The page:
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Red Hat Software Businesses Java Programming Software Linux

Red Hat Joins Open Source Java Project 121

Posted by kdawson
from the cup-of-cooperation dept.
narramissic writes "Red Hat has signed on to Sun's OpenJDK project and agreed to coordinate its own Java development efforts for Linux with the project. Red Hat will align the work it has done on IcedTea (its own implementation of some parts of the Java SE JDK) with OpenJDK. As part of its participation in OpenJDK, Red Hat will eventually create a compatible OpenJDK implementation for its Enterprise Linux distribution and will also use OpenJDK to create a runtime for its JBoss Enterprise Middleware that is optimized for a Linux environment."
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Red Hat Joins Open Source Java Project

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  • parallel universe (Score:3, Insightful)

    by squoozer (730327) on Tuesday November 06, 2007 @09:16AM (#21253393)
    I must have slipped into a parallel universe or something because it's starting to look like Java might finally make it's way onto the Linux platform in a useable way. Fair enough we have been deploying Java apps on Linux boxes for a while but it's been much harder than deploying a PHP, C, C++, etc etc application. That always struck me as strange because I would have thought that Java was the perfect language for open source projects. Fairly quick, simple to develop in, stacks of libraries, popular.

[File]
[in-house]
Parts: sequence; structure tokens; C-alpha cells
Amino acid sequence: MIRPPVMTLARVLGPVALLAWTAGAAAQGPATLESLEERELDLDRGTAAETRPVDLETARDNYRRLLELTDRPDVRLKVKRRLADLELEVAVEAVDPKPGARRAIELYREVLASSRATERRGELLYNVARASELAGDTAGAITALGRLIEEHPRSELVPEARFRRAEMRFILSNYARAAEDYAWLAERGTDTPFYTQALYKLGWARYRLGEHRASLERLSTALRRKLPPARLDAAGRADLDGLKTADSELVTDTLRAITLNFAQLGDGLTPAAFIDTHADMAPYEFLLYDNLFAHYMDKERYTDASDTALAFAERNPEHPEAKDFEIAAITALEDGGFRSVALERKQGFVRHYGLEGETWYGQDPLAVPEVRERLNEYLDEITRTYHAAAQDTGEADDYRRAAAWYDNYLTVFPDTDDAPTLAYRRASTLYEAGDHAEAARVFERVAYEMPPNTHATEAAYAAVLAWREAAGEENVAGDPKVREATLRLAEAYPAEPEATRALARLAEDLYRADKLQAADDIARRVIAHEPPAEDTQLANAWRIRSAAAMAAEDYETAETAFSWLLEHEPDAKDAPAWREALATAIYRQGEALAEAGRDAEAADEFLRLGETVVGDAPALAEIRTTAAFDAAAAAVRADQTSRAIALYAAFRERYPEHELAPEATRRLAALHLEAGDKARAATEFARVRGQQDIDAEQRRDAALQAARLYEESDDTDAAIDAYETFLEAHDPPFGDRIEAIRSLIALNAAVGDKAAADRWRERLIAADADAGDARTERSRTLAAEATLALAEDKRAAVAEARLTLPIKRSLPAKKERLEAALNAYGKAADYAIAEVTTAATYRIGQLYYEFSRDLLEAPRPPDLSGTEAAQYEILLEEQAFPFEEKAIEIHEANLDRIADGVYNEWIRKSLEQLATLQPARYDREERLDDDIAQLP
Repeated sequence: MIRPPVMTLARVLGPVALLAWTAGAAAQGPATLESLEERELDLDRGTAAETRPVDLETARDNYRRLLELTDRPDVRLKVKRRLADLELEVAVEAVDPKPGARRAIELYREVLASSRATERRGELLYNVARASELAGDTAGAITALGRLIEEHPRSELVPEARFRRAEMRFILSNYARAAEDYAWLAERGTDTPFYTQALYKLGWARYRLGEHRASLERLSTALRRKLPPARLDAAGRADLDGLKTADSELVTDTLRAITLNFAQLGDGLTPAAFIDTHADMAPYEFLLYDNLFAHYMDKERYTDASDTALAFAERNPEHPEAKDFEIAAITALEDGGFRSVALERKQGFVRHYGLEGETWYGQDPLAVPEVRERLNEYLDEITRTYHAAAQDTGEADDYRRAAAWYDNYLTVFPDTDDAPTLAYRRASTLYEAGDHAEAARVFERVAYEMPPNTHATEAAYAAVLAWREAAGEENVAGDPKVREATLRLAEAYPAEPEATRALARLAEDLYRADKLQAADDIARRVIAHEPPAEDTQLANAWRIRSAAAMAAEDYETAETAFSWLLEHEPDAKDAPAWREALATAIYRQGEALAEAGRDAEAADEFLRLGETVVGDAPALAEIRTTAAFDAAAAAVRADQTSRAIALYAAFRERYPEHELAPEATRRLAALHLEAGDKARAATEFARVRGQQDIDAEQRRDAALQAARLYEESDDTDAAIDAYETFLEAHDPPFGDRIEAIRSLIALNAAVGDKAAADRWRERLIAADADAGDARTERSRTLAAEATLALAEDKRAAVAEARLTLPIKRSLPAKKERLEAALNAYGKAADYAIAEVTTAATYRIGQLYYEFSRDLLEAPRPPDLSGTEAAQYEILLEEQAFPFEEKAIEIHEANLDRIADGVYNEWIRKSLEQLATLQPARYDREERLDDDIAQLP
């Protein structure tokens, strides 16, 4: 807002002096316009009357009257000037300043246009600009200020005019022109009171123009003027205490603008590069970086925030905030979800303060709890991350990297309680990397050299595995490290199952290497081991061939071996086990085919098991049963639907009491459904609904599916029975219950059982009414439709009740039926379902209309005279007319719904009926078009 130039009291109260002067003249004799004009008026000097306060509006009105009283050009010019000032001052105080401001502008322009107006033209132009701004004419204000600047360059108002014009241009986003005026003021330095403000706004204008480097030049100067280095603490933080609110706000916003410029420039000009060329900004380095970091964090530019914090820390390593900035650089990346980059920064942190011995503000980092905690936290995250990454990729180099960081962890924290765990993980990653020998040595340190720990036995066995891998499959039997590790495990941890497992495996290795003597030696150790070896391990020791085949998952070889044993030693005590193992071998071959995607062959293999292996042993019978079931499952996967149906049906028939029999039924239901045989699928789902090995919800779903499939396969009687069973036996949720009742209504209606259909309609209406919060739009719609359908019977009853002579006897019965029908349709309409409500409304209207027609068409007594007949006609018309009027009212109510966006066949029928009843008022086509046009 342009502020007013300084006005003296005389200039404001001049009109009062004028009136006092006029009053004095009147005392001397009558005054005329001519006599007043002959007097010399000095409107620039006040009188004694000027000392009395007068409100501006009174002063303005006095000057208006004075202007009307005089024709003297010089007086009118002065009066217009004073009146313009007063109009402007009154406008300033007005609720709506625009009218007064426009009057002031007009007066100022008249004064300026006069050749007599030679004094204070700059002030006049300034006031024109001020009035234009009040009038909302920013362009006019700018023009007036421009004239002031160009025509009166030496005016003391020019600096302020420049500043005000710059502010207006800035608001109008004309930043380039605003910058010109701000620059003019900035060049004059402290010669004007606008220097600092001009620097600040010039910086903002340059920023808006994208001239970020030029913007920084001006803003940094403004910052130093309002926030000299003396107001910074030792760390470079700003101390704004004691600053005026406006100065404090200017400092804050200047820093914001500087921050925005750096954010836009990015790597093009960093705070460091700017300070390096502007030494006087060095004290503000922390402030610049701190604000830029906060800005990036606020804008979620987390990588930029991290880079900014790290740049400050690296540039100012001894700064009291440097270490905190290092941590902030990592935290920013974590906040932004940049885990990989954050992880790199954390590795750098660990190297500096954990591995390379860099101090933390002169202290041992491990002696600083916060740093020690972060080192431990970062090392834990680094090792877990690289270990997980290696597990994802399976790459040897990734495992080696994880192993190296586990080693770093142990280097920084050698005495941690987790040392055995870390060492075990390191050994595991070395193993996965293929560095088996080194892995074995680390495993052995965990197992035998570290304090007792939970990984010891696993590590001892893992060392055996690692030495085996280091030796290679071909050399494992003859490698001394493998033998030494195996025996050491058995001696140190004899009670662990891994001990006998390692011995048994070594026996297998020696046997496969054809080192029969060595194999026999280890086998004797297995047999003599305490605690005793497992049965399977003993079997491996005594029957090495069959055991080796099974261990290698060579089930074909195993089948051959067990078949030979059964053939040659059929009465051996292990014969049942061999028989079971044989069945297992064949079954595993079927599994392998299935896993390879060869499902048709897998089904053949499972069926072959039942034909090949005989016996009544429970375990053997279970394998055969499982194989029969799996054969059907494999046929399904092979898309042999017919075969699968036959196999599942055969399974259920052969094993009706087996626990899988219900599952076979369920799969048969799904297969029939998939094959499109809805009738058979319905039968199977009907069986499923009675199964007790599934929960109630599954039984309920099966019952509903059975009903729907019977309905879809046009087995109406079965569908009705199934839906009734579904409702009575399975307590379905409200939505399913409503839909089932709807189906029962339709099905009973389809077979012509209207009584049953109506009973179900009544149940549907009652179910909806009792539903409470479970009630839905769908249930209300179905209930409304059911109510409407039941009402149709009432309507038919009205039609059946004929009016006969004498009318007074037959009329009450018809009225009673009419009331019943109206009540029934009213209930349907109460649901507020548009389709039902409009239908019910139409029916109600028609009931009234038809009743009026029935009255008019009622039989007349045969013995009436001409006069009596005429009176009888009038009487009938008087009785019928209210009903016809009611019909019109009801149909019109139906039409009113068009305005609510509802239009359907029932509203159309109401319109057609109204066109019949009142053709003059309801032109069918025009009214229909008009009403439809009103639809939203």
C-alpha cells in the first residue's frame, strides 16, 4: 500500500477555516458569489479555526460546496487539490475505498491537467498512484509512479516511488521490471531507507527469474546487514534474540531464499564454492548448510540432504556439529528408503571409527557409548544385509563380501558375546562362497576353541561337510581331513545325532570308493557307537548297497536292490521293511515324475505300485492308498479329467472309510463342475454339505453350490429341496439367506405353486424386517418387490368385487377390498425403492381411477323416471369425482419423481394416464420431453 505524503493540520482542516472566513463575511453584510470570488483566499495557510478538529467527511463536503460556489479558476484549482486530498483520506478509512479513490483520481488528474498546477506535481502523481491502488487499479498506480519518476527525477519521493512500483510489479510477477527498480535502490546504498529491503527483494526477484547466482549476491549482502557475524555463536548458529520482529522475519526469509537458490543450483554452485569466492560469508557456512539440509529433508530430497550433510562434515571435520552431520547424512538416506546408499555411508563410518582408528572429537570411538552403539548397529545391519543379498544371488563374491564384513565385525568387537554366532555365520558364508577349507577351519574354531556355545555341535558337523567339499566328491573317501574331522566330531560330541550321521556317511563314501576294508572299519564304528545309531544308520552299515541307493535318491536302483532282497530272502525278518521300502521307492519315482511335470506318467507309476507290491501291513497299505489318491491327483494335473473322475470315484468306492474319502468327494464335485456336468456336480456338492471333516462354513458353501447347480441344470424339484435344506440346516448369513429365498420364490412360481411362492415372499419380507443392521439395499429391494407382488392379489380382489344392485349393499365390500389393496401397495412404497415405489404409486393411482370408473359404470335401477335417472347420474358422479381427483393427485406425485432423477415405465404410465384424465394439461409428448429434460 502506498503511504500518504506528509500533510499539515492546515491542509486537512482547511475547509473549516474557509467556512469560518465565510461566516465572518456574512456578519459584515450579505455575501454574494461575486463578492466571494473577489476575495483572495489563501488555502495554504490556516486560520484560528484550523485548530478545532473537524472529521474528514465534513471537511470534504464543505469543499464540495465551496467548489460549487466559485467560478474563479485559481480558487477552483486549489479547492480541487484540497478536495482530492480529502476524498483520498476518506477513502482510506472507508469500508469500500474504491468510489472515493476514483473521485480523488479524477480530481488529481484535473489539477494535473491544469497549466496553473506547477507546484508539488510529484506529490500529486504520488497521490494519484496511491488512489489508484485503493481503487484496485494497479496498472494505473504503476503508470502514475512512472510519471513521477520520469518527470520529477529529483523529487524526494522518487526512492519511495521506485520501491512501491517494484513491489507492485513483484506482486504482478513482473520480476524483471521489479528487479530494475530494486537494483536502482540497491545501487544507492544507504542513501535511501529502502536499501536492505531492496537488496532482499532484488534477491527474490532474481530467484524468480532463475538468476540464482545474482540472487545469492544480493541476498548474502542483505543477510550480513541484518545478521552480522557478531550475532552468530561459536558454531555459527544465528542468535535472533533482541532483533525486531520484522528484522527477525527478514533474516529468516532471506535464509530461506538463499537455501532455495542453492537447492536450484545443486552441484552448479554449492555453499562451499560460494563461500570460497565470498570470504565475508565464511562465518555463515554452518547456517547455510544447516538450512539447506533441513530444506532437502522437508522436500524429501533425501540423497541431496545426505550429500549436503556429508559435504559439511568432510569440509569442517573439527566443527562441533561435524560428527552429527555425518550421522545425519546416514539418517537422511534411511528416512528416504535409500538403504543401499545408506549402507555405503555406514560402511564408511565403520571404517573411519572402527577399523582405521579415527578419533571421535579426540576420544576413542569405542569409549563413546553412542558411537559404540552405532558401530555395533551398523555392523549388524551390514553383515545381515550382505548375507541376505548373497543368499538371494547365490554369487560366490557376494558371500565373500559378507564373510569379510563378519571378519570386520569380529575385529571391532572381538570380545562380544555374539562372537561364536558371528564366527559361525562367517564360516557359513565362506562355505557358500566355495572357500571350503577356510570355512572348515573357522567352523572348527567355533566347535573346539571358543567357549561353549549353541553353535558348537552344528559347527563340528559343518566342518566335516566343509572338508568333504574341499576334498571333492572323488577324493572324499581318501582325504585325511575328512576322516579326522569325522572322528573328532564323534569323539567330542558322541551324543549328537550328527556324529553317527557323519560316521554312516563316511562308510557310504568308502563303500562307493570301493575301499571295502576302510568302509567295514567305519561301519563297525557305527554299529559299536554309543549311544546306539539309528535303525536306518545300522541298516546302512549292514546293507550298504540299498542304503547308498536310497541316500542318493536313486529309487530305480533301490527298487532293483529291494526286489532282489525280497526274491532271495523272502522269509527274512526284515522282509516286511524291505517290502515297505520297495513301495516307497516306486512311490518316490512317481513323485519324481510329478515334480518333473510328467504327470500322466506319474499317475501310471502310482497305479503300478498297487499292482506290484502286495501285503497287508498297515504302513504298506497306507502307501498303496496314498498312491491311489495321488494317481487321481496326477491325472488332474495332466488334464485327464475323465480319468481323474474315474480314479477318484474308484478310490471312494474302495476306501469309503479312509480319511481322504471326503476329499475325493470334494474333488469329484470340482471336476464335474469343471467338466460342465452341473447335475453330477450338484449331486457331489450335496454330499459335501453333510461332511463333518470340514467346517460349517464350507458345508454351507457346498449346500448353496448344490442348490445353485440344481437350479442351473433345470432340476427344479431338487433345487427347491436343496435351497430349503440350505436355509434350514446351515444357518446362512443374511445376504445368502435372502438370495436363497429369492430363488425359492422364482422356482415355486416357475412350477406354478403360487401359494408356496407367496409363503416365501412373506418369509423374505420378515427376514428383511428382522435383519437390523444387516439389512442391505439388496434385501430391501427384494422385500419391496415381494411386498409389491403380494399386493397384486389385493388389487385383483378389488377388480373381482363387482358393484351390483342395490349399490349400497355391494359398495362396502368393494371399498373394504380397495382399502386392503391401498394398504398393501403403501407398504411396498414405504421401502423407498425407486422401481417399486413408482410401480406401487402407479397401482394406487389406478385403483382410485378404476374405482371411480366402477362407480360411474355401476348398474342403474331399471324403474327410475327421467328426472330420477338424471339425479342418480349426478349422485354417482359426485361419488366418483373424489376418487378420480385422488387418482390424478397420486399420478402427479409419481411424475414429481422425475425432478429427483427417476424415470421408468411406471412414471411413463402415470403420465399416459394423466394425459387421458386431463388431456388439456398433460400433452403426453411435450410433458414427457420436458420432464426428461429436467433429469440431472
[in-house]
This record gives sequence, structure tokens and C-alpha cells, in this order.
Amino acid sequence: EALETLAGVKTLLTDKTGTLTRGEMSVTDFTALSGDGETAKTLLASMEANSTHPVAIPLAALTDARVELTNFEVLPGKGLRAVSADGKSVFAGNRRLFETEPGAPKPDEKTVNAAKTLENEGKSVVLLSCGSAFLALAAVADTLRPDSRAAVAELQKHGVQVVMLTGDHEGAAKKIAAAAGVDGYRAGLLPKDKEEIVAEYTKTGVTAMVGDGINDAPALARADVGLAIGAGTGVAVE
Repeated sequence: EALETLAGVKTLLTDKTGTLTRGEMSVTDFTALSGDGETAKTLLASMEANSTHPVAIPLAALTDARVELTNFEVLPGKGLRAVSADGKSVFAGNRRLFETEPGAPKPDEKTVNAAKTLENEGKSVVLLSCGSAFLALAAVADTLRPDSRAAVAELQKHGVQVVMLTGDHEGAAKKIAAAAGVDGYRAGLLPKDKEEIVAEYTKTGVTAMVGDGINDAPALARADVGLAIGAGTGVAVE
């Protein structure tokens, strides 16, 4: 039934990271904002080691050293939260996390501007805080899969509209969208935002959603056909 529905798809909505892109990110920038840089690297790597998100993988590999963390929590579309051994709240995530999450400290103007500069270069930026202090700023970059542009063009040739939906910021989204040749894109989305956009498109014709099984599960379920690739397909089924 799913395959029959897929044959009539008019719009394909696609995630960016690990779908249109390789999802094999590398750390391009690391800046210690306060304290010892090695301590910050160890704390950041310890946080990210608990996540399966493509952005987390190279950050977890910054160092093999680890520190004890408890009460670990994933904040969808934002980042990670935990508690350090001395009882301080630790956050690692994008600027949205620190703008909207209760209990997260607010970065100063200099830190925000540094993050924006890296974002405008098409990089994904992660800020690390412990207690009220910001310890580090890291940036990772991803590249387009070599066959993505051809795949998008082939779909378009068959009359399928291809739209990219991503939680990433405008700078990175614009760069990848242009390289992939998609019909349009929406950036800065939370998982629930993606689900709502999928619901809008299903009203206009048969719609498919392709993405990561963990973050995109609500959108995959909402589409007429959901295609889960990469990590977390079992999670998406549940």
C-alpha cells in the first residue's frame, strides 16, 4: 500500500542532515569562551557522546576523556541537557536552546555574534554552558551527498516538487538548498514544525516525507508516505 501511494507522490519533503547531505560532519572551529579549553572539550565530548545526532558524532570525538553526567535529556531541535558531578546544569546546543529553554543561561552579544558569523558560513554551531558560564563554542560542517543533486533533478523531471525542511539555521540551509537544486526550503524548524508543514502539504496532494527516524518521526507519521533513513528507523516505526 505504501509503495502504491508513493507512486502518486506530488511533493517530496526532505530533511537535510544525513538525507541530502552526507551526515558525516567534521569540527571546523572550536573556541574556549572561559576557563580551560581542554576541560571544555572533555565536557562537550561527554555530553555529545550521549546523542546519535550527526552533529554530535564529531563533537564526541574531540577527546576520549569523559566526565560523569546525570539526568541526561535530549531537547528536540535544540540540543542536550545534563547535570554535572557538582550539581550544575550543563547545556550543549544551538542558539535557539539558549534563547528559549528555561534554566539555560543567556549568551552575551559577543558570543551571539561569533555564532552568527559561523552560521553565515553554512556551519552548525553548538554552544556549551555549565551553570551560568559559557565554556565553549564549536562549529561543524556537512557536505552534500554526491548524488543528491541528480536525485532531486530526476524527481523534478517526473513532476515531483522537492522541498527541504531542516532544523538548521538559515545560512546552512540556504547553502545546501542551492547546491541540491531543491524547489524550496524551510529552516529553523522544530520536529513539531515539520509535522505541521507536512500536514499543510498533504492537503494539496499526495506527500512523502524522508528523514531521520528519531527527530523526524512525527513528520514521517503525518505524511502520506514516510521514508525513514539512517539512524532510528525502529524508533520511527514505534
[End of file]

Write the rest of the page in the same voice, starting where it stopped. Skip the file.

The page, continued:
• Re:mono (Score:2, Insightful)

    by AKAImBatman (238306) <akaimbatman@@@gmail...com> on Tuesday November 06, 2007 @09:17AM (#21253397) Homepage Journal
    As you may have figured out, that's not the real Miguel. This is his doppelgänger who tries to be funny. "What about mono?" is obviously a gag based on how hard Miguel tries to push Mono as being a one-true-OSS-replacement-for-Java-that-is-potentially-encumbered-but-you're-supposed-to-trust-Miguel-that-it's-not.

    I dunno. I chuckled. Mods, make your own decision.
  • by bberens (965711) on Tuesday November 06, 2007 @11:14AM (#21254557)
    If you need Real Time efficiency use specialized hardware, OS, and not Java. If you're making a little app that you want to be able to run on virtually any cell phone on the planet... use Java. Use the right tool for the job. How difficult is that?
  • by publicworker (701313) on Tuesday November 06, 2007 @11:29AM (#21254735)

    Sun, you might win over my heart just yet.

    I don't think they care about your heart. It's your wallet they are going after.
    For most geeks the way to their wallet is via their heart.
  • by Z00L00K (682162) on Tuesday November 06, 2007 @11:59AM (#21255165) Homepage
    If you run three different VM:s that are incompatible then something is amiss unless at least one of them is the Microsoft VM that is known to be incompatible.

    Only a few issues makes it harder to run all on the latest SUN JRE, and none of them are considered good programming practice. I suggest that you take that back to the app vendors and tell them to get it right and working on the latest released Java (1.6).